By Kimaru Kokota
Like the smell of a rotten egg patched on a cloth, the odour of events that transpired that day has permanently refused to leave your brain. You still get that feeling whenever December staggers to take its place and space on the calendar. You have since tried to forget it. But then, possibility is a word yet to be injected into the dictionary of your struggle. You are like that bitter lover who thinks of how terrible her ex was because he used to bite his nails but still find her hands twitching on his DM, aching to write him a text. You just can’t move on.
Whenever you think of it, you see the 12 year old you amongst an exuberant lot of children. Pregnant with expectations and the childhood ecstasy that comes with knowing that the saviour was born of a woman. Not only a woman, but a virgin. A Virgin! Your Sunday school teacher’s face always lit up whenever he mentioned the word virgin. It was a word that seemed to be packed with a unique respectable honour that was only used on Mary. Not Mercy, Sharon or even Brenda, just Mary. You liked the name so much that you promised yourself to use it, at least once, to cover for the creativity impotence in your compositions. It was on the same line of Mary and virgins that you pitched the idea to go for renditions a skit on kuzaliwa kwa mtoto Yesu.
The face that your Sunday school teacher put on was characteristic of the one he had whenever talking about Virgin Mary. It is how you knew it was a great idea. The other children were summoned and it is how you found yourself in a queue. They were all shining in their new Christmas clothes, faces shining with Vaseline and innocent smiles which were their natural make up. You were also elegant. Only that you had a decoration, a natural ornament, that hang from the mouth of your nose. The ornament was like two rivers that ran from the nose to the lips with obnoxious slowness. Nevertheless, you were trim and ready to play mtoto Yesu part.
Hands were raised whenever a character was mentioned. From the hands raised children were assigned roles to play. Some got roles without a whisper while with some, a heated debate ensued. The three wise men, the manger owner, Joseph, infamous eye witnesses and the donkeys were found. The only vacant slots remaining were for Virgin Mary and Mtoto Yesu. You were still hopeful since the slot for mtoto Yesu was vacant. The teacher’s face lit up in a way you all knew whatever he was going to say next was about a virgin. Only a hand was raised. It was Penina, the girl from over the ridge. It was a direct entry for her. No other girl in the grouping could compete against her. Like a jigsaw puzzle, her character and face perfectly fitted the role of Virgin Mary. All the boys in the village and the next knew that she had never ever played kalongolongo. She was a true virgin Mary, this Penina.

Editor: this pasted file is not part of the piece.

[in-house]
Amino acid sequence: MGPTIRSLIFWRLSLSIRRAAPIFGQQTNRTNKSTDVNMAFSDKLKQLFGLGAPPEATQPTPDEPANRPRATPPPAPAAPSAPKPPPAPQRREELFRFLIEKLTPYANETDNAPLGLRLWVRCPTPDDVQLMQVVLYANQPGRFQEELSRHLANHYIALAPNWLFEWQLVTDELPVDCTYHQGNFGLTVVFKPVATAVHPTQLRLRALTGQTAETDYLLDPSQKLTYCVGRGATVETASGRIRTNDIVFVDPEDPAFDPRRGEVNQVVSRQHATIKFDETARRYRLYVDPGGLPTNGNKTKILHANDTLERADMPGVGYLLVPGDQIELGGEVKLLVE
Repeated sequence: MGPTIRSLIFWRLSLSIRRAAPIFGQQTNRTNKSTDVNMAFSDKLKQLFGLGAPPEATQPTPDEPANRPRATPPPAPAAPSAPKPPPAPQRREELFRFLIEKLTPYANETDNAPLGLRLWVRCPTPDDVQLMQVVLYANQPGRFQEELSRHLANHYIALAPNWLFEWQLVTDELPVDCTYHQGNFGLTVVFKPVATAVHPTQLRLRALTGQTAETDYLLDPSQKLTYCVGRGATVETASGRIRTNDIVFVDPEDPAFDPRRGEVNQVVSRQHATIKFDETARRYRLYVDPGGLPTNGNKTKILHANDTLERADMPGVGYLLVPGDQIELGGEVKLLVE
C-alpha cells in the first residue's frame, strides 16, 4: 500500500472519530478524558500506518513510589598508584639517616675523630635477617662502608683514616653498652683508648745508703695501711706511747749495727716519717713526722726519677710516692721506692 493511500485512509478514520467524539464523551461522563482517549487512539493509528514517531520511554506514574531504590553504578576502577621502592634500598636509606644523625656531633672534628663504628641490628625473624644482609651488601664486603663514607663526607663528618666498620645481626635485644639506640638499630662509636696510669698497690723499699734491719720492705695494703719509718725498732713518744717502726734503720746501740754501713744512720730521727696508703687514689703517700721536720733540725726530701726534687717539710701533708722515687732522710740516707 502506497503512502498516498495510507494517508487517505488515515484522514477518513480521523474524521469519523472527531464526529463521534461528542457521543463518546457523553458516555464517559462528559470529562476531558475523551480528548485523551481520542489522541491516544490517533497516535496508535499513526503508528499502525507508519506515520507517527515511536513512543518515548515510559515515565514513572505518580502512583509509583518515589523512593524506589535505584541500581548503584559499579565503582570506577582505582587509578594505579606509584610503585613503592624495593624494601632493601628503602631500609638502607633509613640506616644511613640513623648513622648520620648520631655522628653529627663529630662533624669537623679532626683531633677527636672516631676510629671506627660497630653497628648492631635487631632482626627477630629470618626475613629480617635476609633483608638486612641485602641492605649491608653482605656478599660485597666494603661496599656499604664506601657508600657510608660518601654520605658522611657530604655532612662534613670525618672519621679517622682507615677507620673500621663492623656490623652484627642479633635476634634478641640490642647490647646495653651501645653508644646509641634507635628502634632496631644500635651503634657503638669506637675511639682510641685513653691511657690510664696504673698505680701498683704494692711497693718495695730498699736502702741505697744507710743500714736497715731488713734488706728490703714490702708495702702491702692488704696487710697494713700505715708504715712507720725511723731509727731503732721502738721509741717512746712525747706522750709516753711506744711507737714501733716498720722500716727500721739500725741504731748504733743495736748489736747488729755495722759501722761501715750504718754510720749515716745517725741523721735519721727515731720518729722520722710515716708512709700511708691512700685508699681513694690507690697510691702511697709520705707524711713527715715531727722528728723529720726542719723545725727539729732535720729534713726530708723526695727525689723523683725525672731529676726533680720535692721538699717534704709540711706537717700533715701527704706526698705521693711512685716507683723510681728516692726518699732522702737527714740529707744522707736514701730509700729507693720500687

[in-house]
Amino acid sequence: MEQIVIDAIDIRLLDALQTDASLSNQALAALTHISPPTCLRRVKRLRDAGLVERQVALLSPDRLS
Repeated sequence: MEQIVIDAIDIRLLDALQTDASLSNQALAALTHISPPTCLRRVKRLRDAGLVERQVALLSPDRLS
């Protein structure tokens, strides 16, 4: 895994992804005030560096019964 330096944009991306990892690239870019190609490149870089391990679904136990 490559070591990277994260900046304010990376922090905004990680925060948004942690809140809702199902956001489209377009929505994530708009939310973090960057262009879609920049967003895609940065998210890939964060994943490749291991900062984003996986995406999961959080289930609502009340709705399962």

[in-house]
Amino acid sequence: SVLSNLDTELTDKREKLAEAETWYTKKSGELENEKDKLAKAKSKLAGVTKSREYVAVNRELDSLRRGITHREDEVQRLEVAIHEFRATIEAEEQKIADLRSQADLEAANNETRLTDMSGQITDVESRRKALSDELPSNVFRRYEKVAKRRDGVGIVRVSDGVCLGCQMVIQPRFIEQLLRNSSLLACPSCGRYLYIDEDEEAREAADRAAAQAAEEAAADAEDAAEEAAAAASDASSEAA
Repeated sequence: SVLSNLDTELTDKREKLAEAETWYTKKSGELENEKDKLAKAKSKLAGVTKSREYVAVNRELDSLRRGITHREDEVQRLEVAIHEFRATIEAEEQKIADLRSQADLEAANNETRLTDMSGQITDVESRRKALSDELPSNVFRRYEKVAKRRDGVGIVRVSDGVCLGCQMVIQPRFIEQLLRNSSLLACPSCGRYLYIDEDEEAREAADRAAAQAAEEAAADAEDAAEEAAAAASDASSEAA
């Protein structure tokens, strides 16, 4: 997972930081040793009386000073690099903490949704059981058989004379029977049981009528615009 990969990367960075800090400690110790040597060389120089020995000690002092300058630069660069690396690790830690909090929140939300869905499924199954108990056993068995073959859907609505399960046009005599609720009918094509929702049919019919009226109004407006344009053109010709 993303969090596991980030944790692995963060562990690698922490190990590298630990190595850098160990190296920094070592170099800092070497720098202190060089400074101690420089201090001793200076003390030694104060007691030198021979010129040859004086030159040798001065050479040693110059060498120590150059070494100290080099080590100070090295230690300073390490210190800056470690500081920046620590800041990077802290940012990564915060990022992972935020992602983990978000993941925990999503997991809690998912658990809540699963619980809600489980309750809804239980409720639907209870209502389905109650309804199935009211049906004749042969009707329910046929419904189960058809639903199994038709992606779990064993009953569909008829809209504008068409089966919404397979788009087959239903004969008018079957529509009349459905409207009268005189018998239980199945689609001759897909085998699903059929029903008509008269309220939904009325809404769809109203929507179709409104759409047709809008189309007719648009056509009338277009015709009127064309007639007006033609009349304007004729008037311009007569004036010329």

After it was all settled, you remember your hand shooting up even before the teacher opened his mouth. You were the cockroach amongst them but your confidence couldn’t be housed in the body of an elephant and a hippo combined. They all stared at you like you had just transformed yourself into a black cockerel as it happens in Afro Sinema. At first you thought that it was another case of direct entry. You then looked around and saw the halo of surprise and disbelief they wore on their heads like a crown on a model.
I want to be mtoto Yesu .
Your utterances were received with guttural grunts of disapproval. You looked at them, the teacher included, with a look that imminently said, Yaani you guys don’t get it?
You can’t be baby Jesus! Millie said and then continued in her soft childish voice. ..Yesu hakuwa na makamasi kwa mapua.
Embarrassingly, you touched your nose as if to confirm whether all she said was true. It is then that you met the thick syrup that had been your face decoration for as long as you could remember. Another two rivers were added to your face, only that this time around they flowed from the eyes. You cried your small heart out. Partly because no one approved of you playing the role you so much dreamt of, but mostly because your Christmas was ruined. How could it ever be the same with the kind of embarrassment?
You have now probably grown older. You are not supposed to be troubled because, it happened while you were a kid. At the time, the only thing you were passionately kissing was the tips of Coca-Cola bottles. Smartphones and the slavery of social media had not tiptoed to your analogue world. Christmas meant new clothes, vibrant talks with aunties, playing hide and seek with nephews and nieces late into the night. It was Christmas in December and even lice on beds in ushago knew it.
Sadly, for you, it will never be Christmas in December. The memory of you wanting to be Mtoto Yesu with mucus is still fresh among your childhood peers. Whenever you visit ushago for Christmas, after saying how much you have grown and asking when you’ll get a wife, the question next on queue, is whether you still remember that incident. It irks you to say the least. You will have to accept it, or better, get used to it.
Until then, it is no Christmas in December.
About Kimaru Kokota
Kimaru Kokota describes himself as a kick ass writer,avid reader and photographer with no camera.He is also a Bathroom singer and a Dancer in bad dreams. Kimaru is the Writer in Chief at Kokota Tales where you can read more of his punchy tales.